Hit ITV reality TV show Love Island is no stranger to negative reviews, complaints, and online trolls, but the most recent series has sparked a whole new level of debate.
Some of the UK’s biggest domestic abuse charities have been forced to step in and take up conversation with ITV bosses following an onslaught of Ofcom complaints relating to instances of misogynistic and controlling behaviour exhibited on the show. This came after the charities found they were being tagged in such a large amount of social media posts form concerned viewers who felt that the charities needed to get involved.1
On January 21st 2017, civil rights activist Linda Sarsour led a Women’s March in Washington D.C.1 More than four million people attended, sing-posting it as one of the biggest single-day protests in US history.2 The march was organised as a response to Donald Trump’s presidential victory in November 2016.
Contrary to this success, soon after the event, various articles emerged, alleging that Sarsour was in fact antisemitic and was affiliated with ‘Hamas’, a Palestinian fundamentalist organisation that aims to impose their faith on all Americans.3 Resultingly, ‘Hamas’ has been labelled as a ‘terrorist organisation’ by many states.
Finland’s Prime Minister Sanna Marin has recently been the centre of controversy for being spotted at a party1. Despite her notable climb through political ranks, winning a seat at just 27 years old and becoming an MP in 2015, the media have chosen to focus on this instead. The heavy criticism of Marin’s love of partying has called into question her fitness to be a leader. As someone who also enjoys a night out and is laser focussed on being a career-woman myself, this is incredibly concerning.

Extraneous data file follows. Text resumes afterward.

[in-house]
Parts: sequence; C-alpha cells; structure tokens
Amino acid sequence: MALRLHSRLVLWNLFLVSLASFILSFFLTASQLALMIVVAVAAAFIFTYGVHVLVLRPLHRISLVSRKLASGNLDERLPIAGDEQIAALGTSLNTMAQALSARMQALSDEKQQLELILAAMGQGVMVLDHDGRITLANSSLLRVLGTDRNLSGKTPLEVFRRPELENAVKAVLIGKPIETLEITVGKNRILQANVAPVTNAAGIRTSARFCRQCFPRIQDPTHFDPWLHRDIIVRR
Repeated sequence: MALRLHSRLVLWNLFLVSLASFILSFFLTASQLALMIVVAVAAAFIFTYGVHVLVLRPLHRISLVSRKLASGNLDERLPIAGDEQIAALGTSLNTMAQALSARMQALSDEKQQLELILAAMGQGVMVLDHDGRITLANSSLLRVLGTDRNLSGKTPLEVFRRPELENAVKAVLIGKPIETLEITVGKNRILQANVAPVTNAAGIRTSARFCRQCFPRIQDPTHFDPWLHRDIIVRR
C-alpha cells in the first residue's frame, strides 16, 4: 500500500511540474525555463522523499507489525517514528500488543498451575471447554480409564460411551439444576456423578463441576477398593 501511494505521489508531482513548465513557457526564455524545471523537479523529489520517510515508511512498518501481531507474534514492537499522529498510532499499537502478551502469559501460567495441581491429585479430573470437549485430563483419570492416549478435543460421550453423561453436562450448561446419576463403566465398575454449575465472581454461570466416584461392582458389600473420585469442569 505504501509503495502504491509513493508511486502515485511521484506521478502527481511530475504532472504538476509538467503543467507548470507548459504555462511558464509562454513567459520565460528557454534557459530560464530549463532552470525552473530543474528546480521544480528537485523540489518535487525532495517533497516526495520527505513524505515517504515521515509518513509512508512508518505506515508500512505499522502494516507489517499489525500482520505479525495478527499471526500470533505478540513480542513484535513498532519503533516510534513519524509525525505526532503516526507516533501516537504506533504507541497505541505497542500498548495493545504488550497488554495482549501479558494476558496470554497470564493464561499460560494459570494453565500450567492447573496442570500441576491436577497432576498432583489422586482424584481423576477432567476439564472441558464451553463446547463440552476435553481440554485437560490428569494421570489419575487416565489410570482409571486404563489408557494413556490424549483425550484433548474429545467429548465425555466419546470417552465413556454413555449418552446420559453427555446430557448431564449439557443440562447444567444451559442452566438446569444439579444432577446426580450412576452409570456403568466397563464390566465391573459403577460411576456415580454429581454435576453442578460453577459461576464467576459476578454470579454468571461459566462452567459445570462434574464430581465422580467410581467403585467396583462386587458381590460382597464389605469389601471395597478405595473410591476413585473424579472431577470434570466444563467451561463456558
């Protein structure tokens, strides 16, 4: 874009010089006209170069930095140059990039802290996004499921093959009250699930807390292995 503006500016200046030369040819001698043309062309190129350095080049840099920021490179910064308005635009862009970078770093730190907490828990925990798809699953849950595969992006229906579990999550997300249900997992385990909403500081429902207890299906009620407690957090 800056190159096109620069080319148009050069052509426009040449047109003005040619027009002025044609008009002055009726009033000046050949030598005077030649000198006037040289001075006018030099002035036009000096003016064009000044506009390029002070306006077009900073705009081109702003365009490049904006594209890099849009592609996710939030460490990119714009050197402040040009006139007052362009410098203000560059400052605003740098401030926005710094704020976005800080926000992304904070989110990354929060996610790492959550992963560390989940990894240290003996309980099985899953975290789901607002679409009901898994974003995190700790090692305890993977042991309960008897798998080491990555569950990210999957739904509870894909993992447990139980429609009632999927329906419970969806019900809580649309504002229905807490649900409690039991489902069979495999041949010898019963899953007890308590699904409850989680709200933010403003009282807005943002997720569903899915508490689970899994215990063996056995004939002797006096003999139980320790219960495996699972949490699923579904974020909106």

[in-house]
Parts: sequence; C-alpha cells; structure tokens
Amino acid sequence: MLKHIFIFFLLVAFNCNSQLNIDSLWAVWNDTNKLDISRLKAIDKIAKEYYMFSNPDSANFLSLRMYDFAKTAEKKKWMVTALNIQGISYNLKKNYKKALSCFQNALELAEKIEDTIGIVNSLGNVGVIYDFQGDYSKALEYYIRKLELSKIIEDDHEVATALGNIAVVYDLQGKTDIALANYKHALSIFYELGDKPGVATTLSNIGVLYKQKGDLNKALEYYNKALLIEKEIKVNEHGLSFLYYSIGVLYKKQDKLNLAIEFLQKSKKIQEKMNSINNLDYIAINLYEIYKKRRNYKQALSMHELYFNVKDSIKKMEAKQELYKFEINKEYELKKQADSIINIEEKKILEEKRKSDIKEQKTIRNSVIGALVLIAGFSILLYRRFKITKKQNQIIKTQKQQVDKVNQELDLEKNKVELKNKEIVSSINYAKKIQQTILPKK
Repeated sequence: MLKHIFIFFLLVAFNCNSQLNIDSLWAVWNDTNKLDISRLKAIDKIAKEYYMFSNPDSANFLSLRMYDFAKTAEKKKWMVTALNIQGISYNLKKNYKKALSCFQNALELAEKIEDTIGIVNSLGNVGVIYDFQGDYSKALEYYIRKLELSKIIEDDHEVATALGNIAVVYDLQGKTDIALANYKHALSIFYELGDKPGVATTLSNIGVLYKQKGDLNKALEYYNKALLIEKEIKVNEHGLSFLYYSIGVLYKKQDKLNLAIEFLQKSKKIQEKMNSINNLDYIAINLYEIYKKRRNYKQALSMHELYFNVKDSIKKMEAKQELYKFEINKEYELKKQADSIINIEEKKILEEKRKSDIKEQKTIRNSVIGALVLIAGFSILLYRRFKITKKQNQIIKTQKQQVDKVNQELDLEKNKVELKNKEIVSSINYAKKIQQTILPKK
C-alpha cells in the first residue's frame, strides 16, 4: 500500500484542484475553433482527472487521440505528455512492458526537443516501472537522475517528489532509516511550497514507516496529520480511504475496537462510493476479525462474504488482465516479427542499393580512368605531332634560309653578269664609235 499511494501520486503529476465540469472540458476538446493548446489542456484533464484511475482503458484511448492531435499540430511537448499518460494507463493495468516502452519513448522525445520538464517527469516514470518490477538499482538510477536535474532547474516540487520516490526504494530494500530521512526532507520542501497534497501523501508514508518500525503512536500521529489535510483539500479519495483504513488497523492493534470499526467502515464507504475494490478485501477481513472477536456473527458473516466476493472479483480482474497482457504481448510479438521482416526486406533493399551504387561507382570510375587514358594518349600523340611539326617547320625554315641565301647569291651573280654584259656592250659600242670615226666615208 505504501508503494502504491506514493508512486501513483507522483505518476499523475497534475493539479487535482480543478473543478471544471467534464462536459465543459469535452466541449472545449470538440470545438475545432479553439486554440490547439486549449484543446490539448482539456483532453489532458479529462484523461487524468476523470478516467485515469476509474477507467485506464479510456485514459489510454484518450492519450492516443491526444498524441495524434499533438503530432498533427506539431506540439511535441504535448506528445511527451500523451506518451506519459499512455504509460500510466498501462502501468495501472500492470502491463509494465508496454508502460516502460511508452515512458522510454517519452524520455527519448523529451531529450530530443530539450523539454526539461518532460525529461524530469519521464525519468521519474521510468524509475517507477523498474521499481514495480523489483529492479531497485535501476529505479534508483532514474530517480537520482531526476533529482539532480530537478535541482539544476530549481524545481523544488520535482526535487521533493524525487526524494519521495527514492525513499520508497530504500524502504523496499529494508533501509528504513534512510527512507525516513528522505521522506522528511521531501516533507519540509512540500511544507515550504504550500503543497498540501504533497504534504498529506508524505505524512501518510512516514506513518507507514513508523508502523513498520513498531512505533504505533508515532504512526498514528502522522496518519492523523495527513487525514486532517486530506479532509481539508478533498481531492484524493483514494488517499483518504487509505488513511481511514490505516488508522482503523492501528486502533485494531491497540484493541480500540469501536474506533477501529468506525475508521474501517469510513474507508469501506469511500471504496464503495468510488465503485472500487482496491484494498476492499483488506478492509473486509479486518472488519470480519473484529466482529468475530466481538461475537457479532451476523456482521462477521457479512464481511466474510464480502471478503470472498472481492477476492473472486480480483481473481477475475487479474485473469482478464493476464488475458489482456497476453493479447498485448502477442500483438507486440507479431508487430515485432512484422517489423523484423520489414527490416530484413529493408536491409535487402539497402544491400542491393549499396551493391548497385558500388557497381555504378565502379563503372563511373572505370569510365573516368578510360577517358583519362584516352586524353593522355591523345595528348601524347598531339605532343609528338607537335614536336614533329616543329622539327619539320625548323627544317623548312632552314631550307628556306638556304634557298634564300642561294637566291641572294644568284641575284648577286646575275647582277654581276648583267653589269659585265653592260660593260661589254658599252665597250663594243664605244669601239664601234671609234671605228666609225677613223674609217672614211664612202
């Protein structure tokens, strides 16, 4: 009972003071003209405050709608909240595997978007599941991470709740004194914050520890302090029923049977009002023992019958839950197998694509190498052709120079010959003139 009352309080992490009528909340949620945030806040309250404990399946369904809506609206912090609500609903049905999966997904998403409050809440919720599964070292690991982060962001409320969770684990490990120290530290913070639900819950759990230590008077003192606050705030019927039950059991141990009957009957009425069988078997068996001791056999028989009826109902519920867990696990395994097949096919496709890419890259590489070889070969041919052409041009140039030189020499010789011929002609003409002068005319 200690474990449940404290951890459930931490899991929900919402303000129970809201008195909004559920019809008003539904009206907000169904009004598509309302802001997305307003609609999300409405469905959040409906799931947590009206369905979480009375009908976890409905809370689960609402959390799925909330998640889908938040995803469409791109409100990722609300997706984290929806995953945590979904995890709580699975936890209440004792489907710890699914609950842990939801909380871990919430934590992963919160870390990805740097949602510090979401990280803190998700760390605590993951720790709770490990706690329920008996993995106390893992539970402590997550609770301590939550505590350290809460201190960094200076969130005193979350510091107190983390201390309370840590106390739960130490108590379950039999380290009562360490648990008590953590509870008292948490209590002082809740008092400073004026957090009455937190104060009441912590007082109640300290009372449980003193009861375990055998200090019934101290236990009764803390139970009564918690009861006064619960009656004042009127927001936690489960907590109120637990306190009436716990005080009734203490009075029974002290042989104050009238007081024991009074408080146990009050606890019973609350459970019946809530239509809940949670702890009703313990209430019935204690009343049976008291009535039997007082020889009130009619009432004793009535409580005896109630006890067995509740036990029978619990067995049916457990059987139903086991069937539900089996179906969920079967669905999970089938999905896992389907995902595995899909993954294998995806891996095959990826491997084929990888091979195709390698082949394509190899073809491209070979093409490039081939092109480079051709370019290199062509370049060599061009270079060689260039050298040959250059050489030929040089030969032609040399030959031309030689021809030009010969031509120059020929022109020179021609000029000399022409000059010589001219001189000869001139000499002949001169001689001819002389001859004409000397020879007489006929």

It is probably not news to you that recently abortion rights in the US have lost a high level of protection. The ground-breaking 1973 case of Roe v Wade extended the 14th Amendment right to ‘liberty’ to include a woman’s right to choose, creating a country-wide access to abortion guarantee. Unfortunately, after almost 50 years of protecting women’s rights, Roe v Wade was recently overturned in the case of Dobbs v Jackson Women’s Health Organisation.1 By removing the constitutional protection of abortion, this case left a women’s right to choose vulnerable to individual state regulations. Over the last few years certain states have made steps to limit abortion rights as much as possible without infringing on the constitutional rights in Roe v Wade. Now that this protection has been removed, states are free to completely criminalise abortions, with some states like Texas and Georgia removing them as soon as the judgment in Dobbs v Jackson was announced. 2
Trigger Warning, Mentions of SA and other sensitive topics
Scrubs. A dignified word. People assume that those who wear scrubs would automatically get respect because of their positions, little do they know what happens behind the scenes and how much the working population in the healthcare sector suffer. They are true survivors, Surviving in Scrubs.